Why Cold Heading?

Cold Heading: A Cost-Benefit Comparison

New product development (NPD) teams are always looking for a competitive edge that will allow them to make their electronic devices smaller, appliances more reliable, vehicles safer, or instruments more precise. These products often call for highly engineered metal components on an increasingly miniaturized scale, and the demand for these miniature and micro metal components is accelerating. Those developing such products have a variety of choices in sourcing these components, seeking to meet critical functional specifications to assist with design for manufacturing (DFM), design for assembly (DFA), quality and cost.

Weighing the available processes against one another according to cost-benefit criteria by which they are typically assessed brings to the forefront one process that is often overlooked.

What is Cold Heading?

Cold heading is the application of force with a punch to a metal blank staged in a die.

The force exceeds the alloy’s elastic limit, causing plastic flow until the metal blank assumes the shape bound by the punch and the die. As the name implies, this method of forming is achieved by force alone, forgoing the application of additional heat or cutting and shearing.

When machining a part, grain flow of the material is interrupted as the original material is removed to form the part. Through the cold heading process all original material is used causing a restructuring of the material grain as the part is formed. This results in improved tensile strength as compared to manufacturing techniques.

Cold Heading Advantages:

While there are other ancillary benefits to utilizing cold heading and cold heading, there are five principle advantages versus other manufacturing techniques.

Click on each link for more detail:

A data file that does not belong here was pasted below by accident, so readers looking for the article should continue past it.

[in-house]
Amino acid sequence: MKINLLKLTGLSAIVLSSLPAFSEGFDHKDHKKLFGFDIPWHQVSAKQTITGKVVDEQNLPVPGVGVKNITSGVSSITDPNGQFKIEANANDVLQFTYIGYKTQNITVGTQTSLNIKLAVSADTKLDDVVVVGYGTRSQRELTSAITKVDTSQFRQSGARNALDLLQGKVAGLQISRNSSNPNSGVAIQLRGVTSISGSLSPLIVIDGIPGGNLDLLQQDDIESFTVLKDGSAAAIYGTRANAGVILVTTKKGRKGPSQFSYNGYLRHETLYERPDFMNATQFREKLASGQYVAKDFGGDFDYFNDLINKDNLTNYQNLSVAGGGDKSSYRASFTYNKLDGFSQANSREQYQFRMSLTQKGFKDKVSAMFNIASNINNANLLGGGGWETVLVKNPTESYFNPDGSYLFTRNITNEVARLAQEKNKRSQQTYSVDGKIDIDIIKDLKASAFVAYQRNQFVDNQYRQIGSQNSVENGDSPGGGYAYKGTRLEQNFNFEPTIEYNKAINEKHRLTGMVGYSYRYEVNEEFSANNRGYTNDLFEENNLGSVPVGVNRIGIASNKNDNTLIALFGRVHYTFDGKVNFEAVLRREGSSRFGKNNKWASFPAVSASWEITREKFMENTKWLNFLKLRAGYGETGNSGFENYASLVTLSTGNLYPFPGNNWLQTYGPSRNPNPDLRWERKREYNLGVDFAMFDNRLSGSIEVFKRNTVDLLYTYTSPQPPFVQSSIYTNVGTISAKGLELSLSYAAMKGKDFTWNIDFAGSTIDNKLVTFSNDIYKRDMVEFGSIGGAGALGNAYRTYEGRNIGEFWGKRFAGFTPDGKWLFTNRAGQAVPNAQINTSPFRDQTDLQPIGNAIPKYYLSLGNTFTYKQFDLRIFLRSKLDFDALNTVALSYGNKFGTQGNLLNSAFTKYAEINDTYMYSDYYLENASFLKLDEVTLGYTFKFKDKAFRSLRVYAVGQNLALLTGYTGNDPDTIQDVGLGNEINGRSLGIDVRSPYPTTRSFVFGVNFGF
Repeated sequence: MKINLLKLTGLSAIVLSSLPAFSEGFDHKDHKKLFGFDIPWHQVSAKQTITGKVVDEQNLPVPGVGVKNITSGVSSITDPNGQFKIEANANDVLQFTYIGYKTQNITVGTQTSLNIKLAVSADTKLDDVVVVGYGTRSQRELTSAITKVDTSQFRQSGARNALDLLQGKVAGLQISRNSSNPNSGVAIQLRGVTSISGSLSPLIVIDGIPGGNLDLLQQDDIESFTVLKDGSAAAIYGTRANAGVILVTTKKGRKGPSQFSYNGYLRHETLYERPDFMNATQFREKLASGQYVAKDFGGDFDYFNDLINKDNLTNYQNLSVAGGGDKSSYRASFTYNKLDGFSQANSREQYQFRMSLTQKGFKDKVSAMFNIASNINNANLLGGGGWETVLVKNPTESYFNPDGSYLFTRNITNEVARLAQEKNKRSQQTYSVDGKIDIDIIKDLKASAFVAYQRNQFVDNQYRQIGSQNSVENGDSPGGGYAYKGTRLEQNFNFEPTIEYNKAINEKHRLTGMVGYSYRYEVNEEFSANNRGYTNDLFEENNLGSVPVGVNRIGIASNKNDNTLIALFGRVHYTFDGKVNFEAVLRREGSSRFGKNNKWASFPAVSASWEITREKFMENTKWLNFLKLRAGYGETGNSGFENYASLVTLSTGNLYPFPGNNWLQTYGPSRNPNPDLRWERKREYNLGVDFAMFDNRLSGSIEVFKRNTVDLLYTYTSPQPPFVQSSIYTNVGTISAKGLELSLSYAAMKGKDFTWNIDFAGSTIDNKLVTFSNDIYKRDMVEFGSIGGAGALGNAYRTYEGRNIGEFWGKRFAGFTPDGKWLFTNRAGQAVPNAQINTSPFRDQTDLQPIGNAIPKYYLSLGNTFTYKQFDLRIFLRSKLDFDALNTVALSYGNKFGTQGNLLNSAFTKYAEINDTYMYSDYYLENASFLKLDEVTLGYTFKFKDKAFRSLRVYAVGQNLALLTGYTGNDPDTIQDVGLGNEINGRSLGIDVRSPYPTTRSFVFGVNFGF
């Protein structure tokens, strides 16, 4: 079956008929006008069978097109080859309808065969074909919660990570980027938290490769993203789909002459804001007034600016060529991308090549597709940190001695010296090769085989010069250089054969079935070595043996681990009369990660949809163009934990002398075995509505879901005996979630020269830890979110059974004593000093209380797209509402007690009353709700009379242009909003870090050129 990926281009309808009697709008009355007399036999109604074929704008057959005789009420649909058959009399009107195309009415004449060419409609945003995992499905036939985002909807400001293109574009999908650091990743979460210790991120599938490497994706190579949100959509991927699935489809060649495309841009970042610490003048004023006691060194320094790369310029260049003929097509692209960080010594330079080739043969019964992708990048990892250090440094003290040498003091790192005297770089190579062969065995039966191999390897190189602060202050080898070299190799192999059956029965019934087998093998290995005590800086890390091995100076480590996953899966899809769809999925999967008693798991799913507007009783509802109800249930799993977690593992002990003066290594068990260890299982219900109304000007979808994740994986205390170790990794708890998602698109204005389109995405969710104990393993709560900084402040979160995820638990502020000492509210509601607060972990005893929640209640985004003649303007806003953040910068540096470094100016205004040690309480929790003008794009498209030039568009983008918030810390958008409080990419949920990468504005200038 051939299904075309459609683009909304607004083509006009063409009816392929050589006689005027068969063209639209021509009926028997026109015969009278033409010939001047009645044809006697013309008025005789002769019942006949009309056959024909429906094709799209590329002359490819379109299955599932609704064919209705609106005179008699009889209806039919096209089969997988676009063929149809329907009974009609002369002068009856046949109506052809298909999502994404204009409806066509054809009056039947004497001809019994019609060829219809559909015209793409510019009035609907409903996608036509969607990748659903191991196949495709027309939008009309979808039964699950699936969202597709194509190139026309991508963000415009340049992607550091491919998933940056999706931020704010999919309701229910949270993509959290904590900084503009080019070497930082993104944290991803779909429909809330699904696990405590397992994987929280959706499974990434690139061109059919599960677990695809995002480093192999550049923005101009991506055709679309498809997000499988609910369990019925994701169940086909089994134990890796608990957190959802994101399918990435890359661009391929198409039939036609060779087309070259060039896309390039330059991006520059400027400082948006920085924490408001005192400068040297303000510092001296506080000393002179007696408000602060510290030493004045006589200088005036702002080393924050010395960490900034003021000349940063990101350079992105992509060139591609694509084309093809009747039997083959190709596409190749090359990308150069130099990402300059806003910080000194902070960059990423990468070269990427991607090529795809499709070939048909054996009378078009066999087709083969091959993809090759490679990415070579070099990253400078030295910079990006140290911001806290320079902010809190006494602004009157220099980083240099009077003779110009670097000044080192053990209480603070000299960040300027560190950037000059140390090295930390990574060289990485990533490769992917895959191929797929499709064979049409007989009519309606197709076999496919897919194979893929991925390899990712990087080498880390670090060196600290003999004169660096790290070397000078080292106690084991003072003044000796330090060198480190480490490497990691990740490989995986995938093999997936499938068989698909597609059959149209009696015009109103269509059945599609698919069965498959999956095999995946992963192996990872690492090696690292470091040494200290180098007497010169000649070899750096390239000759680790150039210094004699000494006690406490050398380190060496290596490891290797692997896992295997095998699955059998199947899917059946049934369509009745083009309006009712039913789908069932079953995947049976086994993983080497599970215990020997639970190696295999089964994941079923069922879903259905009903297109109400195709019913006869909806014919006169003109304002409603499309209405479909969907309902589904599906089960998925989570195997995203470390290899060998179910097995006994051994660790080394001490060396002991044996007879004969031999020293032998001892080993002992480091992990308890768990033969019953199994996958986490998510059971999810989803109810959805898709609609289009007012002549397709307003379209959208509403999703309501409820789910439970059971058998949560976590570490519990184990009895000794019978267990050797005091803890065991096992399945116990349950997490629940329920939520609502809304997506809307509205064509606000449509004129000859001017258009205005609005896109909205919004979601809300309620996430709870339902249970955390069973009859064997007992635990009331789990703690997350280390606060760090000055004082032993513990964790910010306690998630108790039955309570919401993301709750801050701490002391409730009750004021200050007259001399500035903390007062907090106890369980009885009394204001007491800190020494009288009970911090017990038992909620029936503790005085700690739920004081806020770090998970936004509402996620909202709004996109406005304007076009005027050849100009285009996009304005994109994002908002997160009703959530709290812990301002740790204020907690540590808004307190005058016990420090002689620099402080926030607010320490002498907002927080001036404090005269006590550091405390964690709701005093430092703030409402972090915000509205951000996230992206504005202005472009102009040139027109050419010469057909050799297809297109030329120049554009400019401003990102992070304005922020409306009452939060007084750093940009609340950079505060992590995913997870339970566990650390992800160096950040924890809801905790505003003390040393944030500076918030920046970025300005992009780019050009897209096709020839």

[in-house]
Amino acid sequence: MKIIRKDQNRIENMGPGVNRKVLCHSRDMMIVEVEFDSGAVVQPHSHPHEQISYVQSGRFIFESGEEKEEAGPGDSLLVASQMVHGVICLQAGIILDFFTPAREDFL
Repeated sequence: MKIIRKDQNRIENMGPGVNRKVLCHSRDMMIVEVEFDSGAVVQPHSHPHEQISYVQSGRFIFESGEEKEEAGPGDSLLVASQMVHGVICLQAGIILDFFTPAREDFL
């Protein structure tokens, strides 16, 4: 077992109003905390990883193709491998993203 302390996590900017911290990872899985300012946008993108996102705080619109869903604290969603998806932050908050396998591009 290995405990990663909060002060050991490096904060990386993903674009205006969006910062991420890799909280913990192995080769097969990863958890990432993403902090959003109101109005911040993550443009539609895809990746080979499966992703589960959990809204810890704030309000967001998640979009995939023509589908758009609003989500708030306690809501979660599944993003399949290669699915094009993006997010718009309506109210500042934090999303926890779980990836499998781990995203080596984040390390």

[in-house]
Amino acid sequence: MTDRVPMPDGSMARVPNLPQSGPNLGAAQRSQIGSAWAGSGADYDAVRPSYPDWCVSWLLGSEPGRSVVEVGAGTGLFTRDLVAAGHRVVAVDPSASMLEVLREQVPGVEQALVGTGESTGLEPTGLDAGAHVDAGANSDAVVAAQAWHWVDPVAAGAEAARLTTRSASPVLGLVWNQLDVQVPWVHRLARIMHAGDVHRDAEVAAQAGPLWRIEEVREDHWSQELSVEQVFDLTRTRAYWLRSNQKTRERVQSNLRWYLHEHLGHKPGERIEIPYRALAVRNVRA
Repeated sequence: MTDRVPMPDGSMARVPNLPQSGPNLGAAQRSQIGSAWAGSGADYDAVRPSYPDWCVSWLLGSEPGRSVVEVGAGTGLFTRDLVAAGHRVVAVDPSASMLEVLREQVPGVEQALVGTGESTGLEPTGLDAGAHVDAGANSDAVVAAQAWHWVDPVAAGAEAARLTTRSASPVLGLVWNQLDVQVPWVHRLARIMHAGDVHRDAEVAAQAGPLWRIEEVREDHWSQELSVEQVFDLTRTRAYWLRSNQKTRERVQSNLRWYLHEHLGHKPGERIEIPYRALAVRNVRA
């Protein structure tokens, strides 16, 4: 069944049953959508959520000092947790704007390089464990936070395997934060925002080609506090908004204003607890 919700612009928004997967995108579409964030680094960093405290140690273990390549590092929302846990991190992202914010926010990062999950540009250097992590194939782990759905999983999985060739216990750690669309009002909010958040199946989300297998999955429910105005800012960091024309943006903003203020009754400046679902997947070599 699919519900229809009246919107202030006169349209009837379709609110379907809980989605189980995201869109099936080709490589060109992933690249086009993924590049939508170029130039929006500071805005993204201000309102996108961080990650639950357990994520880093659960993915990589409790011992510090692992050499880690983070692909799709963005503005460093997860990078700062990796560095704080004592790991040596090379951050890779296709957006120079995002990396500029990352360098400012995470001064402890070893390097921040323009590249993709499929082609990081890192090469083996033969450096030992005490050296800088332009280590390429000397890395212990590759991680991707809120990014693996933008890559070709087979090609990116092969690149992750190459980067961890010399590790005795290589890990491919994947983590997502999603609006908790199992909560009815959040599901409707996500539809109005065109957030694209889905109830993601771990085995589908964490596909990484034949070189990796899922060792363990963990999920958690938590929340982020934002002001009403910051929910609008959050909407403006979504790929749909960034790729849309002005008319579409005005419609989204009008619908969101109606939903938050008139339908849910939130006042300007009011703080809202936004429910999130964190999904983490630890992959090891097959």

Cold heading can do many things well, but if your application requires precision Swiss machining, visit our sister company, Marox Corporation.

Why Use a Top Global Cold Headingming Manufacturer?

Sussex Wire specializes in technical collaboration and manufacture of micro-miniature metal parts. Often cold heading is used to make critical parts which are stronger, ore precise, and in high volumes.  Your company needs to work with a cold heading manufacturer who has proven experience working on tough applications and the specialized tools to make it work. We make sure customers see the maximum benefit of cold heading while meeting the specific critical tolerances of their project. View our Case Studies to see how we’ve helped companies get the most out of their project.

Additionally, Sussex Wire has other capabilities to produce cold headed small parts in high volumes. Sussex provides a range of ancillary manufacturing operations, like designing, producing, and modeling  our own dies, plus upstream and downstream processes like precision CNC Swiss machining and four-slide stamping to provide a finished component.

What types of projects can utilize cold heading?

Many part types can be made using cold heading and cold heading technology. Typical part includes: fasteners, screws, nuts, bolts, electrical contacts, and rivets. In addition to these parts, many other custom applications can be created and will benefit from this manufacturing technology.

Projects requiring the following often use cold headinging as an ideal solution:

  • Mission critical applications
  • High volume requirements
  • Correction of part failures
  • Added material strength required
  • Tight tolerances and critical specs

Cold heading can be used in many project types with a broad range of shapes including: threads, knurls, heads, chamfers, grooves, taper and undercuts.

Features that cannot be made with cold heading or heading can be made utilizing other secondary in-house capabilities such as: rolling, threading, pointing, bending, or, annealing.

See our manufacturing technology chart to see how Cold heading compares to other manufacturing technologies.

Sussex Wire specialized in custom applications for micro-mini components and technical collaboration across many markets. See the markets we serve or, contact us today about your current and future projects.


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